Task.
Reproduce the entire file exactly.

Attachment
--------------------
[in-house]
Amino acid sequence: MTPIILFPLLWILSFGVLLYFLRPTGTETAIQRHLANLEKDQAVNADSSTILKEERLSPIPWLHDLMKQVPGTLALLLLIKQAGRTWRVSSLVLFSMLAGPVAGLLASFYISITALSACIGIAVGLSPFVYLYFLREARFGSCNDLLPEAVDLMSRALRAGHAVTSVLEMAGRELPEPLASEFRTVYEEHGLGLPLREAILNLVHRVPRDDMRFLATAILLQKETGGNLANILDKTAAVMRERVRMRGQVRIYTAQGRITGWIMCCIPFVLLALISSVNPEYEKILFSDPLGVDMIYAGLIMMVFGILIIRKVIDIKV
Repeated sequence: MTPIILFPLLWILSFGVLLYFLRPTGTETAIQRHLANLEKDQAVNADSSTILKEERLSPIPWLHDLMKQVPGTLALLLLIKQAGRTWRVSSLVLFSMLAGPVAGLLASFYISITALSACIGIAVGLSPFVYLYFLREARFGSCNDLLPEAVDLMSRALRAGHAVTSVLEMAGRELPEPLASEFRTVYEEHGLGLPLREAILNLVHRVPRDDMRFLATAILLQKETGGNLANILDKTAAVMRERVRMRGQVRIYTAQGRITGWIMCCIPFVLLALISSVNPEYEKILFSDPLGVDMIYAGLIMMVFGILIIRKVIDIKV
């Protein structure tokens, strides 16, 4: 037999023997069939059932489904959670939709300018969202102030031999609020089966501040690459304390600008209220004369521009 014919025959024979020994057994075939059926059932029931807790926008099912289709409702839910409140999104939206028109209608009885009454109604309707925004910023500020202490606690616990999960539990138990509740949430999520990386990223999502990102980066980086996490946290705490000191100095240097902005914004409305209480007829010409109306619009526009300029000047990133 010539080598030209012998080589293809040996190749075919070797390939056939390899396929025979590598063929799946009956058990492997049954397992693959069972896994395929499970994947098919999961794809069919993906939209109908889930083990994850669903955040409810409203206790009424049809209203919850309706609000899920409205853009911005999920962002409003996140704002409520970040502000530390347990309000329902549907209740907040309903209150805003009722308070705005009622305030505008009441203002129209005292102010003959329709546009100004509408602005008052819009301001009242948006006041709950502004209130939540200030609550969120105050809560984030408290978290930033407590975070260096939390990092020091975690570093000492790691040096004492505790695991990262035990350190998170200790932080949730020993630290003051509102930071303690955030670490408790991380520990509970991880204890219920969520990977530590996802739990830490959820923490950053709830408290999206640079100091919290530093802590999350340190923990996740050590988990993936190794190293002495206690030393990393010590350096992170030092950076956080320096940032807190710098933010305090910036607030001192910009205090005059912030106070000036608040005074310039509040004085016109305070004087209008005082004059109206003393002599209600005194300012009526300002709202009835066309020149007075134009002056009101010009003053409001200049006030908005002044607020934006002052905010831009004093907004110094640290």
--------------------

[in-house]
Amino acid sequence: MTPIILFPLLWILSFGVLLYFLRPTGTETAIQRHLANLEKDQAVNADSSTILKEERLSPIPWLHDLMKQVPGTLALLLLIKQAGRTWRVSSLVLFSMLAGPVAGLLASFYISITALSACIGIAVGLSPFVYLYFLREARFGSCNDLLPEAVDLMSRALRAGHAVTSVLEMAGRELPEPLASEFRTVYEEHGLGLPLREAILNLVHRVPRDDMRFLATAILLQKETGGNLANILDKTAAVMRERVRMRGQVRIYTAQGRITGWIMCCIPFVLLALISSVNPEYEKILFSDPLGVDMIYAGLIMMVFGILIIRKVIDIKV
Repeated sequence: MTPIILFPLLWILSFGVLLYFLRPTGTETAIQRHLANLEKDQAVNADSSTILKEERLSPIPWLHDLMKQVPGTLALLLLIKQAGRTWRVSSLVLFSMLAGPVAGLLASFYISITALSACIGIAVGLSPFVYLYFLREARFGSCNDLLPEAVDLMSRALRAGHAVTSVLEMAGRELPEPLASEFRTVYEEHGLGLPLREAILNLVHRVPRDDMRFLATAILLQKETGGNLANILDKTAAVMRERVRMRGQVRIYTAQGRITGWIMCCIPFVLLALISSVNPEYEKILFSDPLGVDMIYAGLIMMVFGILIIRKVIDIKV
């Protein structure tokens, strides 16, 4: 037999023997069939059932489904959670939709300018969202102030031999609020089966501040690459304390600008209220004369521009 014919025959024979020994057994075939059926059932029931807790926008099912289709409702839910409140999104939206028109209608009885009454109604309707925004910023500020202490606690616990999960539990138990509740949430999520990386990223999502990102980066980086996490946290705490000191100095240097902005914004409305209480007829010409109306619009526009300029000047990133 010539080598030209012998080589293809040996190749075919070797390939056939390899396929025979590598063929799946009956058990492997049954397992693959069972896994395929499970994947098919999961794809069919993906939209109908889930083990994850669903955040409810409203206790009424049809209203919850309706609000899920409205853009911005999920962002409003996140704002409520970040502000530390347990309000329902549907209740907040309903209150805003009722308070705005009622305030505008009441203002129209005292102010003959329709546009100004509408602005008052819009301001009242948006006041709950502004209130939540200030609550969120105050809560984030408290978290930033407590975070260096939390990092020091975690570093000492790691040096004492505790695991990262035990350190998170200790932080949730020993630290003051509102930071303690955030670490408790991380520990509970991880204890219920969520990977530590996802739990830490959820923490950053709830408290999206640079100091919290530093802590999350340190923990996740050590988990993936190794190293002495206690030393990393010590350096992170030092950076956080320096940032807190710098933010305090910036607030001192910009205090005059912030106070000036608040005074310039509040004085016109305070004087209008005082004059109206003393002599209600005194300012009526300002709202009835066309020149007075134009002056009101010009003053409001200049006030908005002044607020934006002052905010831009004093907004110094640290």